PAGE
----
What we’re reading: This Medium collection of interviews with writers about how they paid the bills while they wrote. Concepción de León, a staff writer for our Books section, recommends it, saying: “Reading about the jobs these writers worked — librarian, paramedic, apartment building superintendent — lifts the veil on the labor that made possible our favorite stories, aside from the labor of writing them.”

Now, a break from the news

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CreditJulia Gartland for The New York Times

Cook: Use a pressure cooker for quick chipotle chicken pozole.

Watch: Here’s our pick of the best new titles on streaming services in the U.S. and on Netflix Canada this month.

Listen: Downhill Lullaby,” the first original song that Sky Ferreira has released since 2013, veers sharply from her first album, our critic writes.

Read: The movie has been rocking on Netflix. Now Mötley Crüe’s “The Dirt” appears on our paperback nonfiction and combined print and e-book nonfiction best-seller lists.


Smarter Living: Evidence shows that you’re better off going into a job with a realistic preview, warts and all, rather than a rosy picture of what it’s like. You might be a little less excited, but on average, you end up more productive and less likely to quit.

Also, here’s how to find a sports bra that fits.

And now for the Back Story on …

An enduring alliance

The North Atlantic Treaty Organization turns 70 today.

Having lunch in the cafeteria at NATO’s headquarters in Brussels is like attending a costume party, given the varied uniforms of the 29 members. A 30th nation, North Macedonia, is to join soon.

The appeal is a mutual defense pact that has a rejuvenated purpose: to keep Russia contained and Germany defended.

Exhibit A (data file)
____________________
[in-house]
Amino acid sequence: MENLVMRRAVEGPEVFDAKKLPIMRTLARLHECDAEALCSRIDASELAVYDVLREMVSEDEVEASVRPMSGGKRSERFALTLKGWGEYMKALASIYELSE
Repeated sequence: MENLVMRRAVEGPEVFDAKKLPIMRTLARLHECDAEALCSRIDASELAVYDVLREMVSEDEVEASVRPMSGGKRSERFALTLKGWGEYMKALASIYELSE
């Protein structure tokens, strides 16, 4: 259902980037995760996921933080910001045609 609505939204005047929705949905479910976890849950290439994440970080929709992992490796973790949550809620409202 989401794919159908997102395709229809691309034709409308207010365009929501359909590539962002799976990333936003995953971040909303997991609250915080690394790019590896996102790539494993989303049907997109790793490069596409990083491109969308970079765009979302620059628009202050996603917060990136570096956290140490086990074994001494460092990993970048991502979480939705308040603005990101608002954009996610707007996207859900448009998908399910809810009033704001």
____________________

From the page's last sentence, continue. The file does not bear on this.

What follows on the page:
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The U.S. secretary of state, Dean Acheson, signed the treaty in Washington in 1949. President Harry Truman stood nearby.CreditAssociated Press

Tensions that had seemed to diminish with the fall of the Soviet Union are back, thanks to the 2008 Georgian war, the 2014 Russian annexation of Crimea and warfare in eastern Ukraine, and Russian meddling in Greece, Montenegro and other countries.

President Trump has disparaged NATO’s new headquarters as too expensive. But for this frequent visitor, it was a needed replacement for the ramshackle old structure. I once nearly lost my foot going through a rotten floor that was thrown together when Charles de Gaulle threw NATO out of France in 1966.

(France came back to full membership 10 years ago.)


Mom was right: Eat your veggies. Poor diets were linked to one in five deaths, according to a major study released Wednesday.

That’s it for this briefing. See you next time.

— Chris and Inyoung


Thank you
To Mark Josephson, Eleanor Stanford, Chris Harcum and James K. Williamson for the break from the news. Steven Erlanger, The Times’s chief diplomatic correspondent in Europe, wrote today’s Back Story. You can reach the team at briefing@nytimes.com.

P.S.
• We’re listening to “The Daily.” Today’s episode is about the special counsel’s report.
• Here’s today’s mini crossword puzzle, and a clue: Where Susan Collins is senator (5 letters). You can find all our puzzles here.
• The New York Times stylebook renders NATO, like other acronyms — abbreviations pronounced as words — without periods.